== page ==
Showing posts from September, 2020

Avoid a Contrived Story

It’s very common for writers to orchestrate certain things that they think work for their story, whether it’s something to do with the plot or the characters or situations, but in reality what they end up doing is creating a contrived story. In writing, when something is contrived, it means that some aspects of the story have been deliberately created or forced into being, rather than happening organically or naturally because of the story. The result is that some plots and situations stretch plausibility – something the readers always notice. It’s something all writers do at some point, but not all of them break this habit. So why do writers artificially engineer their stories in such a way to leave the reader thinking, “As if!”? Every story needs to be plausible. The plot, the characters and the events all need to believable. Those key events need to happen functionally and organically because of the story arc, not because the writer has run out of ideas, or he hasn’t planned the s

Creating Great Secondary Characters

Almost every novel has a range of supporting characters to help bring the story to life and who revolve around the main character. These secondary characters aren’t just there to make up the numbers. They’re necessary if you want to tell a complete story. Writers use them to create different viewpoints, reveal important details and involve them within subplots, they support the protagonist and they help the story arc to evolve. They also help the story move forward. The main character needs them, whether they are friends, family, strangers or enemies. They are there to help, motivate, challenge or even create conflict with your protagonist. Ultimately, they all have the same purpose - to help get the story from the beginning to the end. They bring added dimension and depth to your story. So who are secondary characters? Secondary characters usually have some dialogue and interaction with the main character. They may have their own scenes, or be part of a subplot. Characters that s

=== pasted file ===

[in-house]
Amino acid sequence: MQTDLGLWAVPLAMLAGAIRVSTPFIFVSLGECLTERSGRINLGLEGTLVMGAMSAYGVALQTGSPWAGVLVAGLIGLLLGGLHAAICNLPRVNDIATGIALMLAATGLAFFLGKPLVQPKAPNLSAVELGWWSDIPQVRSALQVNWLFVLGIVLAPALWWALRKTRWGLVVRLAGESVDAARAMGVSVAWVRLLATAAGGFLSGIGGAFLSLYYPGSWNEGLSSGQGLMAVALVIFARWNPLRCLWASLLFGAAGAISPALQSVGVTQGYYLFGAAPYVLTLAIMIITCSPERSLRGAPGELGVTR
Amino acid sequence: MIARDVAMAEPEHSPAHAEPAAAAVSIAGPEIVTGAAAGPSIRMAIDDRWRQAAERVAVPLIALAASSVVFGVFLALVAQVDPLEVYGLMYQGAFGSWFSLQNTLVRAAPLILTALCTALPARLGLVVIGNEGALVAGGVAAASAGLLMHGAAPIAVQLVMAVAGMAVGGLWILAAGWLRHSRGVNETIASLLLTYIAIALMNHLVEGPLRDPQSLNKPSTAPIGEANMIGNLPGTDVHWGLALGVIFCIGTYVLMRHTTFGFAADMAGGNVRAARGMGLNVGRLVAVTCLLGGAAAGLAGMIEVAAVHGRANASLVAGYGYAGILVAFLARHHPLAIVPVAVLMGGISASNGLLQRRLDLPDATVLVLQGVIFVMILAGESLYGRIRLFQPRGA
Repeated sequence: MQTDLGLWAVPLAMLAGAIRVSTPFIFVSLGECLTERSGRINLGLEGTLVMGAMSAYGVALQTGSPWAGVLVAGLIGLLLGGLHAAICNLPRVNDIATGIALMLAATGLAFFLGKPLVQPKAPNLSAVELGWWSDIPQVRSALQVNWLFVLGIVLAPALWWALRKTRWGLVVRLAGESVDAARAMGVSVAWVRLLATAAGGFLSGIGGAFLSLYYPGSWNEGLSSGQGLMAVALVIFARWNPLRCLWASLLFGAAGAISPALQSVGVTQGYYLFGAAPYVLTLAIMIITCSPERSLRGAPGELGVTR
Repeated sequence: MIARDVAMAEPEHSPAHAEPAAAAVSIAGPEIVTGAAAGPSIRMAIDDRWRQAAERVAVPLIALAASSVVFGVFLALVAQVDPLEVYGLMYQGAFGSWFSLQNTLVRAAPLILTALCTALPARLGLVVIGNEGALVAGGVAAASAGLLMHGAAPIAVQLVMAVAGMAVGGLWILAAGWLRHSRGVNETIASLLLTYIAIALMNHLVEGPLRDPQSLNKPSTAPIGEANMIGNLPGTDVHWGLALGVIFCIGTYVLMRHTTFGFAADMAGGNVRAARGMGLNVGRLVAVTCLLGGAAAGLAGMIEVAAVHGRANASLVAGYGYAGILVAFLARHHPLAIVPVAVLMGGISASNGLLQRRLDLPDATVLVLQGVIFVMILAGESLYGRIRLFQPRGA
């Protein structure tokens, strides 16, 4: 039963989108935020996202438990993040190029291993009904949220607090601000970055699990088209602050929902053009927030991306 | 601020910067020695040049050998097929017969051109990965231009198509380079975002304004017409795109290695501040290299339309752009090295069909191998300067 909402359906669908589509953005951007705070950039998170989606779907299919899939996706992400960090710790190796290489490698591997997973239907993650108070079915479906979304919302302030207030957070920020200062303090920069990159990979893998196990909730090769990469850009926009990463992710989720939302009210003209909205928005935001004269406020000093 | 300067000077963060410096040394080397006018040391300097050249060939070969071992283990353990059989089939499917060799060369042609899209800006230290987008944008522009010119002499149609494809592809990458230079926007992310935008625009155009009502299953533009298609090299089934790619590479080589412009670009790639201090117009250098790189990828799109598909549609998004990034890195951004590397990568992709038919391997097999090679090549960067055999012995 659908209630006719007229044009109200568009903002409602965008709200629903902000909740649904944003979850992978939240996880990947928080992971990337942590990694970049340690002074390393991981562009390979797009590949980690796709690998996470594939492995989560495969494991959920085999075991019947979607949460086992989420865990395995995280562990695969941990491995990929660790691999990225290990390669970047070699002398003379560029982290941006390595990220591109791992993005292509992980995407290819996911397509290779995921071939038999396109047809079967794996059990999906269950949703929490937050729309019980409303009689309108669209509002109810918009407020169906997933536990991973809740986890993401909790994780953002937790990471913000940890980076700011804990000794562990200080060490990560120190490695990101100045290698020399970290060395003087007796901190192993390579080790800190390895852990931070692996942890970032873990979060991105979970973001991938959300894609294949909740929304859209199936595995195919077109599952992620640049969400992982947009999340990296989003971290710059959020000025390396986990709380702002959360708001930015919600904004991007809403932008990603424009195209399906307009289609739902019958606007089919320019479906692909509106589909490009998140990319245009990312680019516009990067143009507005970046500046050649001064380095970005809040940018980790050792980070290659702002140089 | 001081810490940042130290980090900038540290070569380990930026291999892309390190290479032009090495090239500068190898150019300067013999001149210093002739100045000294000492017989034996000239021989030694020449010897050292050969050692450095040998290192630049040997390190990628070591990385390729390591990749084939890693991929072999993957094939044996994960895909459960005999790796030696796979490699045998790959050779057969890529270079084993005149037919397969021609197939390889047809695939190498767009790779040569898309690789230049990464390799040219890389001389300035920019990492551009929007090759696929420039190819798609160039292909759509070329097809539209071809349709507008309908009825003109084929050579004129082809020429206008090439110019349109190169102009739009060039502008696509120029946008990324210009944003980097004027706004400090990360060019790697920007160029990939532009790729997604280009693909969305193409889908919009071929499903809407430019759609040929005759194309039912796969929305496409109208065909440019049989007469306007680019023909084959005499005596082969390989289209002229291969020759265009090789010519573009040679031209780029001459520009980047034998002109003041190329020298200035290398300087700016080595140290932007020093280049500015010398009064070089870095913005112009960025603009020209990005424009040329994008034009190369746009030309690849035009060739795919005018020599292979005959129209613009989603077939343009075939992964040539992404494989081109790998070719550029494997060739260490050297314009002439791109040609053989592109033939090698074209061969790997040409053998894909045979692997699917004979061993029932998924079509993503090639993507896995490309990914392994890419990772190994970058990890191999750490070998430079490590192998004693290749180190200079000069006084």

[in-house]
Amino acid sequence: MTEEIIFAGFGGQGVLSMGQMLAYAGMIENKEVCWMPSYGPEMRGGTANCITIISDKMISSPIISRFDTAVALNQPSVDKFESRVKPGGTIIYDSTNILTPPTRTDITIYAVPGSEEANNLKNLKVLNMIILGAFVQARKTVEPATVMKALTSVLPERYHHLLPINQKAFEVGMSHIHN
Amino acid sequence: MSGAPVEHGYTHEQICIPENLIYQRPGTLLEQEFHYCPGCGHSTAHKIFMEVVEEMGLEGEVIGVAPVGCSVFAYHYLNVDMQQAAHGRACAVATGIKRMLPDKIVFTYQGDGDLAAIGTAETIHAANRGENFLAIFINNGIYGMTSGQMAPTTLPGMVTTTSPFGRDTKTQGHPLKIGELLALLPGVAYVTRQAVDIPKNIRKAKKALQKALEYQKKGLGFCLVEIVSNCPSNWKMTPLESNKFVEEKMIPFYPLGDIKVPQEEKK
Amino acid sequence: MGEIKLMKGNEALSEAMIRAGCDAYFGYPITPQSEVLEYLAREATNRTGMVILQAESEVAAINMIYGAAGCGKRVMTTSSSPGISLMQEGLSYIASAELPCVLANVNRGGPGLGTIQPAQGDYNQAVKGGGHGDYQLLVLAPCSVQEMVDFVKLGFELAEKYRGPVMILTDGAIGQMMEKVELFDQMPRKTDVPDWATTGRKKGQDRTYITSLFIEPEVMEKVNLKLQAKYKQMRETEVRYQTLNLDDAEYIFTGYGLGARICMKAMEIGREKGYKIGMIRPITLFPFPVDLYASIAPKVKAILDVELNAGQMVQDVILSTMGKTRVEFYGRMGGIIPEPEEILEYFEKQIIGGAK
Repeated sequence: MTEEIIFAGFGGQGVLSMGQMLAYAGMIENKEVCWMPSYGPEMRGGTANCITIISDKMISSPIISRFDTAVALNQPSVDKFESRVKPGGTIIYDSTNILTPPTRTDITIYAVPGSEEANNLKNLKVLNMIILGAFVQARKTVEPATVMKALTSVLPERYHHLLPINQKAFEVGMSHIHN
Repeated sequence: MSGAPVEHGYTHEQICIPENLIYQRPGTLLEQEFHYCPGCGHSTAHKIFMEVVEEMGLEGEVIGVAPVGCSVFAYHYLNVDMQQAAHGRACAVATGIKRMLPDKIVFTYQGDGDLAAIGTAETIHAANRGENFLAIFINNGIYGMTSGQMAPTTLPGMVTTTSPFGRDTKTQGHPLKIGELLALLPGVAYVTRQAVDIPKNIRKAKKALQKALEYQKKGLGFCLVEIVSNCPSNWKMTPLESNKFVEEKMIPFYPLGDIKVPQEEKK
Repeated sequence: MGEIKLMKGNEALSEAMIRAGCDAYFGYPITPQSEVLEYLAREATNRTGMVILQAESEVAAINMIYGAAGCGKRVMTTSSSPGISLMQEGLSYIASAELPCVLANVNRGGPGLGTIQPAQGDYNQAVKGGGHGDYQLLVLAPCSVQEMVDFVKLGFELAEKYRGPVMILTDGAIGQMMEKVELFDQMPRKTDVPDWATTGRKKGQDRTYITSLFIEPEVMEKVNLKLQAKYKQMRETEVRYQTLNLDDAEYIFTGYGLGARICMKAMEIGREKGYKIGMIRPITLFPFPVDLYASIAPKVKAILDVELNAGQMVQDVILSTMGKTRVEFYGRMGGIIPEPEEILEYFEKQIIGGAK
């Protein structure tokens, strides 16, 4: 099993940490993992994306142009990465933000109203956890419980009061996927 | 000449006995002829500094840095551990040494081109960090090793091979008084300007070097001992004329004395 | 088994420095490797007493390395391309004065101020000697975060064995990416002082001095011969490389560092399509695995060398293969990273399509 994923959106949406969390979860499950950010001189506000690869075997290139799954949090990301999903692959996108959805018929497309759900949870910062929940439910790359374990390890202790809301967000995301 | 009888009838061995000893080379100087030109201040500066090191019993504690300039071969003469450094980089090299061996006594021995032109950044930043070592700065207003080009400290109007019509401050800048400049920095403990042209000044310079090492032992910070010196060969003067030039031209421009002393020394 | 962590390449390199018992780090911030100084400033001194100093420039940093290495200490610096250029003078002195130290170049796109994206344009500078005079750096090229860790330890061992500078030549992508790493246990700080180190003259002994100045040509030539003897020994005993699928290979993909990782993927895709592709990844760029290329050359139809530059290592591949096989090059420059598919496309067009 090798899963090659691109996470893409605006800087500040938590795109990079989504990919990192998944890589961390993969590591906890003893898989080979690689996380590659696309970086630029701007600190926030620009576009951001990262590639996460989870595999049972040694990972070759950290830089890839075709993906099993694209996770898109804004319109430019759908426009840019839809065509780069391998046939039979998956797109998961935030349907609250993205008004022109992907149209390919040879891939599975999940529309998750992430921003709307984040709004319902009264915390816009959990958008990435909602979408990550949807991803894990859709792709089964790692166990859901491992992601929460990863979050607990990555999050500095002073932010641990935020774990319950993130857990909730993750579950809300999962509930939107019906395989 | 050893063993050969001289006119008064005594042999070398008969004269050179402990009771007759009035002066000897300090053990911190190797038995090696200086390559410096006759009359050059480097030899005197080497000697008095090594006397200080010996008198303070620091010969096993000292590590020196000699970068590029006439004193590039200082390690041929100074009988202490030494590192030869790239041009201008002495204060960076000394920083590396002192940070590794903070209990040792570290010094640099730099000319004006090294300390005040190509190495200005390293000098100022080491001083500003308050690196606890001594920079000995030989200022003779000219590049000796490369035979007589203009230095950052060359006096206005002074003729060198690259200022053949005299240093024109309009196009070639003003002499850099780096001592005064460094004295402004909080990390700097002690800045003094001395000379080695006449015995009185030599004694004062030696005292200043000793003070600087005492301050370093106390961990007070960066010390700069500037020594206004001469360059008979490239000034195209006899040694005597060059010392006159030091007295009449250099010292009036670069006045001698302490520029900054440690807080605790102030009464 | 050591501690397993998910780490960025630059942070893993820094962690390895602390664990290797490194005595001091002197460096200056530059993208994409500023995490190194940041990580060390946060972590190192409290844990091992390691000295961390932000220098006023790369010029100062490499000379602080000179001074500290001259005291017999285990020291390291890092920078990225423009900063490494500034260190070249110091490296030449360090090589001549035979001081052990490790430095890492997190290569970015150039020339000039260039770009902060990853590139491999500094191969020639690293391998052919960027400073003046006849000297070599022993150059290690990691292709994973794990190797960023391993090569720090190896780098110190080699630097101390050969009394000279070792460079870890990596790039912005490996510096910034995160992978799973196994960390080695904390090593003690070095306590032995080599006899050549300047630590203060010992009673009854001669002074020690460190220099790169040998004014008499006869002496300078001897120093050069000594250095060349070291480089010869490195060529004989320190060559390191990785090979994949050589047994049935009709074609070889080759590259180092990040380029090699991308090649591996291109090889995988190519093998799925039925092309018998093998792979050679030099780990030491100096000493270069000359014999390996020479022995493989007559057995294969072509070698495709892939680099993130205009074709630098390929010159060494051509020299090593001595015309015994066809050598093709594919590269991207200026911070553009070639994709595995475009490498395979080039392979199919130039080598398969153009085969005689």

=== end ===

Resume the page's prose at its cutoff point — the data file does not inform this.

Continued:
Give Your Novel Lasting Imagery

Creating visceral imagery is always a subject worth revisiting as a reminder to writers for their stories to leave a lasting impression with their readers and open the door to reading more of their work. Novels are meant to leave an impression. The imagery you use is important not just for the story, but for the reader, because that’s the kind of thing that makes the story memorable – it remains in their subconscious. Strong imagery conveys a sense of the story, the characters and the entire scene. This is drawn from vivid description, where we create the kind of lasting images that will stay with the reader. The strength of your description is what creates lasting imagery and emphasises the story and characters; the very thing that lifts them from the page. Some writers are visceral with the way they show imagery, some writers like their narrative raw, while others are subtle in the way the engage words, emotions and senses to bring the reader into a deeper level of the story.